Admit it: Whenever you embark on networking you hope (even deep down inside) that your actions and activities connect you to someone or something that leads you to wondrous (almost miraculous) results. This, then, begs the question – using sport announcer Al Michaels famous call – do you believe in miracles?…which is a wonderful segue into a great sports story.
During the height of the cold war, the Soviet Union built a hockey dynasty. Beginning in the early 60’s, the Soviet national hockey team was virtually unbeatable at the amateur level. They had won every Olympic gold medal since the 1964 games, overpowering every opponent in the process. The Soviet hockey machine even held its own against professionals, basically tying the NHL All-Stars in a multi-game series.
With the 1980 Lake Placid Olympic Games fast approaching, the Soviet hockey team was again the favorite for gold. In fact, they expected to manhandle the competition as much of their veteran 1976 Gold Medal team was back.
While potential rivals were mentioned – teams like Sweden, Czechoslovakia and West Germany – this was merely done in an attempt to create a meager amount of intrigue for the event. In short, there was no one that gave any one much of a chance against the Soviet hockey juggernaut, least of all the United States.
In fact, the young American team – comprised of mere college players and NHL long shots – was given no chance against the Soviet squad. Further bolstering this conclusion was the fact that the Soviet Union had pounded the Americans 10-3 in an exhibition game at Madison Square Garden the week before the start of the Olympic games.
Despite the long odds, the Americans faced off against the Soviets in the opening game of the medal round.
Despite being outmatched, the Americans met every challenge posed by the Soviets.
Despite being out shot, the Americans found themselves tied with the Soviets half way through the third and final period.
On February 22, 1980, the long shot, out matched, out shot American team scored with 10 minutes to play to take a 4-3 lead against the Soviet Union. A lead they hung on to for the remainder of the game. As the final seconds ticked away, announcer Al Michaels exclaimed (as this country held its collective breath), “DO YOU BELIEVE IN MIRACLES? YES!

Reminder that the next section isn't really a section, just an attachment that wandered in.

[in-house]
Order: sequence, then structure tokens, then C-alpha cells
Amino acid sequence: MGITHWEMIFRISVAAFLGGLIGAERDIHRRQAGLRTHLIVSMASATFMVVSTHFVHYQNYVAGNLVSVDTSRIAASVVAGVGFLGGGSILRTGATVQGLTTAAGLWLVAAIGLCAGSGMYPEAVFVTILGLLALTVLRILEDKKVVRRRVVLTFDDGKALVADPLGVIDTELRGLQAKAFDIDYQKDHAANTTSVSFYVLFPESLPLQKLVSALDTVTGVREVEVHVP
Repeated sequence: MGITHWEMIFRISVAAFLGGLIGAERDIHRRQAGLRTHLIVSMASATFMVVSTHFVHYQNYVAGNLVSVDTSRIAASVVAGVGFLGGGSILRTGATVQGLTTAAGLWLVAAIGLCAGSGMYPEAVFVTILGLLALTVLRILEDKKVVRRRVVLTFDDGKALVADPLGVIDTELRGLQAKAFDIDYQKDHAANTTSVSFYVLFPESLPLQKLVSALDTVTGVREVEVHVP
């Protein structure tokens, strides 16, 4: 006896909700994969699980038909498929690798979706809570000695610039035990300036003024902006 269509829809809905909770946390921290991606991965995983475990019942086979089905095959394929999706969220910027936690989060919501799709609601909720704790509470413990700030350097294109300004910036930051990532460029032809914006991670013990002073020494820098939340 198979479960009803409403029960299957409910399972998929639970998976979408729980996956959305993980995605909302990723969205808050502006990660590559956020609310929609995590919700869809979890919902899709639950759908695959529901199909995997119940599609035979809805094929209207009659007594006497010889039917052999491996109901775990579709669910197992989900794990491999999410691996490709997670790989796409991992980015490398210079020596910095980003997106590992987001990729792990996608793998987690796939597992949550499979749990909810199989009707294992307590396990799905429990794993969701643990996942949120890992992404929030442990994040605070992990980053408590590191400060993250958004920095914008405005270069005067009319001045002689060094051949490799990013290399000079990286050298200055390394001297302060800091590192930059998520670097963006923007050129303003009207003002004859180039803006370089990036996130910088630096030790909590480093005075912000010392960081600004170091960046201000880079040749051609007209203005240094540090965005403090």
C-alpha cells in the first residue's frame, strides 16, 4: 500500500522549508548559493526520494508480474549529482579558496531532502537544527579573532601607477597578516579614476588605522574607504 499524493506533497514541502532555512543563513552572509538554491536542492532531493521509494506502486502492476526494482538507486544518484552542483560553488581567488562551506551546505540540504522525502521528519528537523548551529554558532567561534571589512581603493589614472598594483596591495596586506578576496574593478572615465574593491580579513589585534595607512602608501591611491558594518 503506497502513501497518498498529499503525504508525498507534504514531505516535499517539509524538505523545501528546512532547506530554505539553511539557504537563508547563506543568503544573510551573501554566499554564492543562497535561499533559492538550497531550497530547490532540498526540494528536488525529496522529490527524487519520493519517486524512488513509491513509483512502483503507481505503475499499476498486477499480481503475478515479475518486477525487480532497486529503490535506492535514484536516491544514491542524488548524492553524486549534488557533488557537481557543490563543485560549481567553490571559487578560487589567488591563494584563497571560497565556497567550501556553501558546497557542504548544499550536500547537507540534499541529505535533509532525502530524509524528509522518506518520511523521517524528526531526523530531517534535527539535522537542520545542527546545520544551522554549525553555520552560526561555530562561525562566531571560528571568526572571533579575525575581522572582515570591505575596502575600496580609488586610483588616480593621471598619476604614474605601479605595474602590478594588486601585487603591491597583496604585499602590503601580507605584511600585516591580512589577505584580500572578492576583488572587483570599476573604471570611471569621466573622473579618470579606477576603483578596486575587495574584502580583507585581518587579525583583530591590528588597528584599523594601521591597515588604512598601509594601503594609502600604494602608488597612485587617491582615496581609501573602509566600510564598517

This remains as one of the most famous calls in sports broadcasting history. This performance touched the heart of America like no other. This victory served to galvanize the pride and patriotism of this country at a time when we needed it most.
This will be forever known as “The Miracle On Ice.”
This, however, was no miracle. There are no miracles in sports – God reserves these for parting of Red Seas and feeding thousands with a few fish.
The Miracle On Ice was no miracle; it was destiny.
The Americans may have lacked experience, but they did not lack a vision – Coach Herb Brooks clearly reinforced that from the moment the team was assembled.
The Americans may have been outmatched by the Soviet hockey army, but that never stopped them from believing – they knew that collectively they possessed a unique talent that would ensure their success.
The Americans may have been disregarded by everyone, but that did not dampen their commitment to put forth the necessary hard work.
The Miracle On Ice was simply destiny.
So what is the point? How does this relate to networking?
Simple. Networking is no different than sports. There are no miracles. This, however, does not mean that marvelous things cannot happen.
The lesson of the 1980 United States Olympic Hockey gold medal is simply that wondrous things can and will occur whenever you have the:
• Courage to have a consistent vision of what you want from your networking; and,
• Confidence to have an unwavering belief that your abilities are special and uniquely designed to add value within your network; and,
• Discipline to maintain an untiring work ethic to give to your network in the form of contacts, information and energy.
In summary, if you find and maintain this level of courage, confidence and discipline, one day your networking will yield you a “DO YOU BELIEVE IN MIRACLES?” kind of day.
This post is part of a monthly sports themed networking series entitled “The Huddle” by Frank Agin. Frank Agin is the founder and president of AmSpirit Business Connections and consults with individuals and businesses on how to become more successful through networking. He is the author of Foundational Networking: Building Know, Like and Trust to Create a Lifetime of Extraordinary Success. In addition to this professional development book, he is the author of a sport-related novel, Out of the Comfort Zone. He can be reached at [email protected]mspirit.com.